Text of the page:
• Five hundred members of the SS Croatian Division, a division of Germany's SS, composed mostly of Bosnian Muslims, mutinied at Villefranche-de-Rouergue in France, killing several non-commissioned officers. About 150 of the rebels were killed when the uprising was suppressed, and several of the leaders of the uprising would be courtmartialed and executed.[69]
  • German Army General Walther von Seydlitz-Kurzbach, a prisoner of war in the Soviet Union and the prisoners' spokesman as president of the "League of German officers", presented a proposal to the Soviet Army for an army corps of 30,000 prisoners to be created to fight against Adolf Hitler. Seydlitz, joined by two other generals, outlined the plan five days later, calling for a massive force of 42,000 German soldiers to invade Germany; a commentator would later write, "Seydlits appears to have had no idea of the death rate of Stalingrad prisoners after the surrender." [70]
  • Born: Anthony Zinni, U.S. Marine Corps General, in Conshohocken, Pennsylvania

September 18, 1943 (Saturday)[edit]

September 19, 1943 (Sunday)[edit]

September 20, 1943 (Monday)[edit]

September 21, 1943 (Tuesday)[edit]

  • The Soviet 43rd Army captured Demidov.[78]
  • The Massacre of the Acqui Division began. From this day through September 26 the Germans massacred over 5,000 Italian soldiers on the Greek island of Cephalonia.
  • The British corvette Polyanthus was torpedoed and sunk in the Bay of Biscay by U-952.
  • American singer Kate Smith appeared for 18 hours on the CBS Radio Network, starting at 8:00 a.m. in New York and continuing until 2:00 a.m. the next morning, appealing to her listeners to invest in U.S. war bonds. Her performance, which reached an estimated 85 million listeners, raised $39,000,000 and "was such a success that it has been researched as a sociological case study in mass persuasion".[79]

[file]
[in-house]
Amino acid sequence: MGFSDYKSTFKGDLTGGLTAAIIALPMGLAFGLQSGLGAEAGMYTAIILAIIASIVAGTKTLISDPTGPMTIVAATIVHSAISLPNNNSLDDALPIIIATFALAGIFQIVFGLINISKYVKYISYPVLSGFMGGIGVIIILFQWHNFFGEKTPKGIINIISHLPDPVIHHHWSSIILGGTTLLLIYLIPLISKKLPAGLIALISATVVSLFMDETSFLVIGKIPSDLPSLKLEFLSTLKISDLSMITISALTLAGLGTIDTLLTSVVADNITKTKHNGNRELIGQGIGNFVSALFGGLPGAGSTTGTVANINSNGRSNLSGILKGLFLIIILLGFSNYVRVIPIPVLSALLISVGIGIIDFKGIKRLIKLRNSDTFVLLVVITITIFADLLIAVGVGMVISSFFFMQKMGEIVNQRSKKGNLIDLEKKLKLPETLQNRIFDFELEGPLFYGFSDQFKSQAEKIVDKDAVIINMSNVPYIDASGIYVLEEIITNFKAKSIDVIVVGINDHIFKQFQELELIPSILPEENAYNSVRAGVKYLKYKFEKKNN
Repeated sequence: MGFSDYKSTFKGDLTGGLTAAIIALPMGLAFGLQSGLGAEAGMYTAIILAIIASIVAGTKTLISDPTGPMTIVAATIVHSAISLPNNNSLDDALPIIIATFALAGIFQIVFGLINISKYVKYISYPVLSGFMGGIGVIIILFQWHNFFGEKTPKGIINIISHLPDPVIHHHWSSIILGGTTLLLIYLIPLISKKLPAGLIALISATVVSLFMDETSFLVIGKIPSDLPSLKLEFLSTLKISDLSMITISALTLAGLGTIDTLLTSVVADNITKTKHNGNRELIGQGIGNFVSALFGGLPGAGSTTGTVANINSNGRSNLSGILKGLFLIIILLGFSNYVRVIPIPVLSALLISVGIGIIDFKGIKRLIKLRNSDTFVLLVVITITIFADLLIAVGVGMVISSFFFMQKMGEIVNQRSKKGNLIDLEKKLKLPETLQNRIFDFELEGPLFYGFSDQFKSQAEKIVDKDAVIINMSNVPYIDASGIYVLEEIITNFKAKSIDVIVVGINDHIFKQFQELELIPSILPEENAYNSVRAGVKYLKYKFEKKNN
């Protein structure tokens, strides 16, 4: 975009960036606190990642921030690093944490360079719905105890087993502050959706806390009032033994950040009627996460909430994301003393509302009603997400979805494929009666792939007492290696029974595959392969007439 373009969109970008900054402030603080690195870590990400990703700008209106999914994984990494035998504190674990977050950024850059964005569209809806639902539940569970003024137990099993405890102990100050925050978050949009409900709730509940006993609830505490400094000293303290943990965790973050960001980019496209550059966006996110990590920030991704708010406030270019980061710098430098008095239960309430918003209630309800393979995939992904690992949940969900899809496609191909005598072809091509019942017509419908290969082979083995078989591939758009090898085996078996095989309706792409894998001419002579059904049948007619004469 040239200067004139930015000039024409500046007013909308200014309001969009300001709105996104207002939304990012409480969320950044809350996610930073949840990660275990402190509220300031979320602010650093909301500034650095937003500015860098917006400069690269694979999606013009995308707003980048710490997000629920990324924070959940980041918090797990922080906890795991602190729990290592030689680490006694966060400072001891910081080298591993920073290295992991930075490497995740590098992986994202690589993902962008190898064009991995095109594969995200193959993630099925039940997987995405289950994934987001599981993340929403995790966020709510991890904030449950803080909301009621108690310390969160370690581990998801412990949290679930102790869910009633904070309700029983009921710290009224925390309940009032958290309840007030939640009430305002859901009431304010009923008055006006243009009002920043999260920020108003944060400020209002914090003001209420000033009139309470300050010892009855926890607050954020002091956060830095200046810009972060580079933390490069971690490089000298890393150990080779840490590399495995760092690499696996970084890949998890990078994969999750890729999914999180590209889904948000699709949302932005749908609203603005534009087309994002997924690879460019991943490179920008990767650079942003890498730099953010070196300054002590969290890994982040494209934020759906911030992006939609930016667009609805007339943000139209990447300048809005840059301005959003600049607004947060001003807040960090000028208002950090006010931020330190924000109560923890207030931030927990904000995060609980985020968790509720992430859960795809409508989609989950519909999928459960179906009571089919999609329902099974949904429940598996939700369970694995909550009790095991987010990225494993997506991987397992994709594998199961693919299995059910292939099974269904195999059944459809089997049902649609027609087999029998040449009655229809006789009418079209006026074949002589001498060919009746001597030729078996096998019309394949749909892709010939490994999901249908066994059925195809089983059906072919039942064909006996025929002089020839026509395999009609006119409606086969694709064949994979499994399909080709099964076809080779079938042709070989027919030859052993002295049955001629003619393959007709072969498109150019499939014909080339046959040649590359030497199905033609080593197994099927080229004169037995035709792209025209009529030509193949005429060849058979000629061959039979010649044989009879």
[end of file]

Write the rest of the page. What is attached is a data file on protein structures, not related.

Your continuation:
• Died: Sir Kingsley Wood, 64, British Chancellor of the Exchequer since 1940

September 22, 1943 (Wednesday)[edit]

September 23, 1943 (Thursday)[edit]

  • The Italian Social Republic, with its capital at Venice, was founded in northern Italy as a puppet state of Nazi Germany, with former Italian premier Benito Mussolini as the Head of State. The office of Mussolini, and most of the government ministries, was located in the resort town of Salò.[27][85]
  • Ernst Kaltenbrunner, Germany's SS-Reichssicherheitshauptamt— the Reich Office of Security — issued the order to arrange for the deportation of Jews from Nazi-occupied nations (Italy, Denmark, Hungary and Romania) as well as to negotiate with make plans for those in the neutral nations of Switzerland, Spain, Portugal, Sweden, Finland and Turkey.[86]
  • Nine days after the execution of Jacob Gens, liquidation of the Jewish ghetto in the Lithuanian capital, Vilnius, began with the removal of 5,000 people, mostly women, children, and elderly people, who were sent to the Majdanek concentration camp.[87]
  • Born: Julio Iglesias, bestselling Spanish singer and songwriter, in Madrid
  • Died: Elinor Glyn, 78, British novelist

September 24, 1943 (Friday)[edit]

September 25, 1943 (Saturday)[edit]

  • The Soviet Red Army recaptured the Ukrainian SSR city of Smolensk from German occupiers[91] leading to the total abandonment of the U.S.S.R. by German forces in what was described as "the greatest mass retreat in history".[92]
  • The German Armed Forces command issued a public decree for the removal from service of anyone classified as a ""Mischling of the First Degree", a person who had two Jewish, or otherwise non-Aryan, grandparents. The offspring of mixed marriages had already been barred by the Nuremberg Laws of 1933.[93]
  • Baseball's New York Yankees clinched the American League pennant with a 2–1 win over the Detroit Tigers in 14 innings, ten games ahead of the Washington Senators with only nine games left.[94]
  • Born: Robert Gates, U.S. Secretary of Defense 2006–2011, Director of Central Intelligence 1991–1993; in Wichita, Kansas

September 26, 1943 (Sunday)[edit]

  • Major Herbert Kappler, the German SS chief assigned to German-occupied Rome, delivered a 36-hour ultimatum to the city's Jewish community, requiring payment of fifty kilograms (110 pounds) of gold, as well as 100 million Italian lire, to SS headquarters, to avoid the mass arrest and deportation of Rome's Jews to concentration camps. Israel Zolli, the Chief Rabbi of Rome, appealed to the offices of Pope Pius XII for assistance. The Pope ordered the Vatican City treasury to deliver the remaining gold on Sunday; "probably, the Church officials melted down their religious vessels to deliver the ransom", an historian would write later.[41][95]